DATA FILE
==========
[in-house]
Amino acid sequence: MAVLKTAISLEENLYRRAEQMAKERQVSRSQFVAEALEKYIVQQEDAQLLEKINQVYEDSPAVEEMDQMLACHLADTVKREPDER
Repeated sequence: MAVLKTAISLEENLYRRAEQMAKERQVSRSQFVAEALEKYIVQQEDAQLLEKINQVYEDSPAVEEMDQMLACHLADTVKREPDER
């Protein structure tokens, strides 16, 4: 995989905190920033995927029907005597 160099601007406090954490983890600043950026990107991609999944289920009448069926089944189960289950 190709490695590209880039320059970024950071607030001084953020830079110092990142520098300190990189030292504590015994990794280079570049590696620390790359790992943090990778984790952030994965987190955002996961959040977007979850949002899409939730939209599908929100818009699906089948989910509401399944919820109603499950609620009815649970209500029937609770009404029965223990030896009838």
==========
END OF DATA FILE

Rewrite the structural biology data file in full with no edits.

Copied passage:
[in-house]
Amino acid sequence: MAVLKTAISLEENLYRRAEQMAKERQVSRSQFVAEALEKYIVQQEDAQLLEKINQVYEDSPAVEEMDQMLACHLADTVKREPDER
Repeated sequence: MAVLKTAISLEENLYRRAEQMAKERQVSRSQFVAEALEKYIVQQEDAQLLEKINQVYEDSPAVEEMDQMLACHLADTVKREPDER
């Protein structure tokens, strides 16, 4: 995989905190920033995927029907005597 160099601007406090954490983890600043950026990107991609999944289920009448069926089944189960289950 190709490695590209880039320059970024950071607030001084953020830079110092990142520098300190990189030292504590015994990794280079570049590696620390790359790992943090990778984790952030994965987190955002996961959040977007979850949002899409939730939209599908929100818009699906089948989910509401399944919820109603499950609620009815649970209500029937609770009404029965223990030896009838």